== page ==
Much wringing of hands and tearing of flesh has occurred over the last few years over government-backed loans, particularly FHA loans. Some would have the government completely back out of the mortgage market, and let the free market take over the risk of making mortgages.
Since the government now backs – in one form or another – more than 95% of the mortgages written in the United States, others would oppose such a move, including the National Association of Realtors (NAR), easily one of the most powerful lobbies in the U.S.
FHA loans – loans insured by the Federal Housing Administration, a department of Housing and Urban Development (HUD) – are an interesting case. FHA insures loans that otherwise no lender would make; they are meant for folks who either have less of a down payment than that required by conventional lenders, or who have bruised credit that make them ineligible for Fannie Mae / Freddie Mac loans. In other words, FHA backs, though its insurance, the new sub-prime mortgage, and FHA loans have been almost the only source for them since about 2009.
We would expect, therefore, that the FHA might have some…ahem…profitability issues. As it turns out, that would be right – sort of.
From 2009 through 2013 FHA drew down its reserves for losses, and in 2013 took its first-ever taxpayer “bailout” to the tune of $1.7 billion. Most of these losses stemmed from loans made prior to the financial crisis. 36% of FHA-insured loans made in 2007, for example, at one point or another were at least 90 days delinquent.1 By contrast, however, FHA loans made in 2011-2012 are defaulting at a rate under 5%.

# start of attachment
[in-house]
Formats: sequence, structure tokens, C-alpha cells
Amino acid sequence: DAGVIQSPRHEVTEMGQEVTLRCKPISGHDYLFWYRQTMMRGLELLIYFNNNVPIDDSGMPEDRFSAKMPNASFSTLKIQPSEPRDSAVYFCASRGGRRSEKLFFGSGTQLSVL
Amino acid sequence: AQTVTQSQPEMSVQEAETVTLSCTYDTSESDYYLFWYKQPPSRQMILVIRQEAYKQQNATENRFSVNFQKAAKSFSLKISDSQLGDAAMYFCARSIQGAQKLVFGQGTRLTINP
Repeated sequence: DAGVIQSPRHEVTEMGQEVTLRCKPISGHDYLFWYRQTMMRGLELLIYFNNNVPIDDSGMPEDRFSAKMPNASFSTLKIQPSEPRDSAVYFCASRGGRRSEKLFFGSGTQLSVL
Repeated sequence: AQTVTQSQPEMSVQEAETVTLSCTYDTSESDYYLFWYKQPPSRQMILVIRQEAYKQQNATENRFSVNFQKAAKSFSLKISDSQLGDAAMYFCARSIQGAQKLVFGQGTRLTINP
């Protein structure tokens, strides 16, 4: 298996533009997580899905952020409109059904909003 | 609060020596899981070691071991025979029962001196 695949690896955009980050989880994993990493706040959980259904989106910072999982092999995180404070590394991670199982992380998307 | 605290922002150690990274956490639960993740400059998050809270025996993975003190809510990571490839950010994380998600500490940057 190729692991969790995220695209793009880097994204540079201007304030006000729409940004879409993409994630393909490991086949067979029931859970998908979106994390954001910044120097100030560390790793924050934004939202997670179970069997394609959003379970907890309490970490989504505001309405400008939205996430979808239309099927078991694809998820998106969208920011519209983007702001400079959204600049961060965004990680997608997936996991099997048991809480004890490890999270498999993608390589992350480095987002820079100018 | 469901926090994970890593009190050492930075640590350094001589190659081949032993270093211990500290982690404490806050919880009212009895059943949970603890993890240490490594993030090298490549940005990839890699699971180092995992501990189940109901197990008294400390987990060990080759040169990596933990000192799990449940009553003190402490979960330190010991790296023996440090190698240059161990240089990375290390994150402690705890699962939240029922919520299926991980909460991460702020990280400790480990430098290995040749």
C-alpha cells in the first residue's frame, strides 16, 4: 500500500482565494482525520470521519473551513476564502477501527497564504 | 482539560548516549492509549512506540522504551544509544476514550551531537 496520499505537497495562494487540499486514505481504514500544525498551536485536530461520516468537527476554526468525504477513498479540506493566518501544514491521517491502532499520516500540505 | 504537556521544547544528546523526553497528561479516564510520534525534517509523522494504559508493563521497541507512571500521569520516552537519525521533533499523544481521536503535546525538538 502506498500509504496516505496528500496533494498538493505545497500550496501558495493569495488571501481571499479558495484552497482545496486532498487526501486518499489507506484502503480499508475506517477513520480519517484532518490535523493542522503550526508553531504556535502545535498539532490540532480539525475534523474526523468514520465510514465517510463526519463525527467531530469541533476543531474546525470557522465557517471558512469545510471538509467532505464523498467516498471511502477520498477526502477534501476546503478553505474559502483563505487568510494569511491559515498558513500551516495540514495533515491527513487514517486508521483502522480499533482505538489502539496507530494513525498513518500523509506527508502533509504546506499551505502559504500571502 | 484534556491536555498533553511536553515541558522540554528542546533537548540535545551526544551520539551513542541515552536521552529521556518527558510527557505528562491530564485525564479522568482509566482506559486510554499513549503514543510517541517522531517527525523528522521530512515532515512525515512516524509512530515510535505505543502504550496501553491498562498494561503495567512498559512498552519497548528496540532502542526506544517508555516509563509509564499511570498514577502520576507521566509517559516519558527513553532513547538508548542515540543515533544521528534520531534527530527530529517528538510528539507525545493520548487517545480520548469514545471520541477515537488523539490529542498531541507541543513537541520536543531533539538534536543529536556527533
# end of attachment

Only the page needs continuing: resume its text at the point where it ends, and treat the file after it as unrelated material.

Now, according to a Wall Street Journal report (based on the FHA’s annual report to Congress) the FHA is back in the black for the first time since 2011. This refers to the FHA Capital Reserve Ratio, essentially a sinking fund for payout on loan losses.
Joe Light at the WSJ writes in Federal Housing Authority in the Black for First Time Since 2011
“The audit found that the FHA’s insurance fund had an economic value of $4.8 billion at the end of September, up from negative $1.1 billion last fiscal year. Its capital-reserve ratio, which the FHA is supposed to keep above 2%, grew to 0.41%. While an improvement, it was still short of last year’s projection.
More important, the report estimated that the FHA won’t return to the congressionally mandated 2% threshold until 2016, a year later than formerly estimated.
Recent FHA loans have performed very well, and the better performance combined with higher fees has led to the improvement.”3
The reversal in the direction of growth in the reserves can be attributed to better underwriting, an improving economy, and higher fees and insurance premiums to home buyers.
While it may not seem impressive that the reserve fund is only 0.41% of insured liability (when 2% is the target) keep in mind that FHA-insured loans are a huge part of the first-time home buyer market, so the insured liability is growing rapidly. As reserves build, they are chasing a growing liability.
Fannie Mae and Freddie Mac have been very profitable for a couple of years now, and now we find FHA has turned the corner, stemmed losses, is profitable, and appears to be well on its way to financial stability.
Is this one more road sign that the housing recovery is solid?